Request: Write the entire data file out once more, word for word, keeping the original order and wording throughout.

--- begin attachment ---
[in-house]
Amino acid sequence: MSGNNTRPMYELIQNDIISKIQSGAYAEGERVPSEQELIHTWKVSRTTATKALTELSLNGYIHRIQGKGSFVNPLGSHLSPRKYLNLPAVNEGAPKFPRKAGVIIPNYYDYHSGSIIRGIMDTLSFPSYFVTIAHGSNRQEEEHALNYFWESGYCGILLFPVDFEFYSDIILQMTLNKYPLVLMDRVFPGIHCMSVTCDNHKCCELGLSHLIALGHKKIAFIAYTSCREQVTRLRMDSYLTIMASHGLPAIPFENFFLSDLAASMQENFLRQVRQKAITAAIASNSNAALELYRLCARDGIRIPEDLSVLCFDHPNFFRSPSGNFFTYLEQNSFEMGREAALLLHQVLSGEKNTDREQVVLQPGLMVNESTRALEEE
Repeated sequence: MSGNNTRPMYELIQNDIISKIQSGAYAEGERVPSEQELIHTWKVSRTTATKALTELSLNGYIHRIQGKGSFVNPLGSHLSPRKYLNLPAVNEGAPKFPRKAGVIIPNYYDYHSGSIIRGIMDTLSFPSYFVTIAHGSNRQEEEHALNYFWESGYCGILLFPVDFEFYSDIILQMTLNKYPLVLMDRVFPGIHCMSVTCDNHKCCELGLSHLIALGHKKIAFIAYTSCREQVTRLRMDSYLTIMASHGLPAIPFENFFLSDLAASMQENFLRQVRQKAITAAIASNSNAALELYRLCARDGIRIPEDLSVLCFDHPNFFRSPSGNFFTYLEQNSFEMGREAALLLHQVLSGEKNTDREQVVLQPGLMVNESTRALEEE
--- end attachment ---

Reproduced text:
[in-house]
Amino acid sequence: MSGNNTRPMYELIQNDIISKIQSGAYAEGERVPSEQELIHTWKVSRTTATKALTELSLNGYIHRIQGKGSFVNPLGSHLSPRKYLNLPAVNEGAPKFPRKAGVIIPNYYDYHSGSIIRGIMDTLSFPSYFVTIAHGSNRQEEEHALNYFWESGYCGILLFPVDFEFYSDIILQMTLNKYPLVLMDRVFPGIHCMSVTCDNHKCCELGLSHLIALGHKKIAFIAYTSCREQVTRLRMDSYLTIMASHGLPAIPFENFFLSDLAASMQENFLRQVRQKAITAAIASNSNAALELYRLCARDGIRIPEDLSVLCFDHPNFFRSPSGNFFTYLEQNSFEMGREAALLLHQVLSGEKNTDREQVVLQPGLMVNESTRALEEE
Repeated sequence: MSGNNTRPMYELIQNDIISKIQSGAYAEGERVPSEQELIHTWKVSRTTATKALTELSLNGYIHRIQGKGSFVNPLGSHLSPRKYLNLPAVNEGAPKFPRKAGVIIPNYYDYHSGSIIRGIMDTLSFPSYFVTIAHGSNRQEEEHALNYFWESGYCGILLFPVDFEFYSDIILQMTLNKYPLVLMDRVFPGIHCMSVTCDNHKCCELGLSHLIALGHKKIAFIAYTSCREQVTRLRMDSYLTIMASHGLPAIPFENFFLSDLAASMQENFLRQVRQKAITAAIASNSNAALELYRLCARDGIRIPEDLSVLCFDHPNFFRSPSGNFFTYLEQNSFEMGREAALLLHQVLSGEKNTDREQVVLQPGLMVNESTRALEEE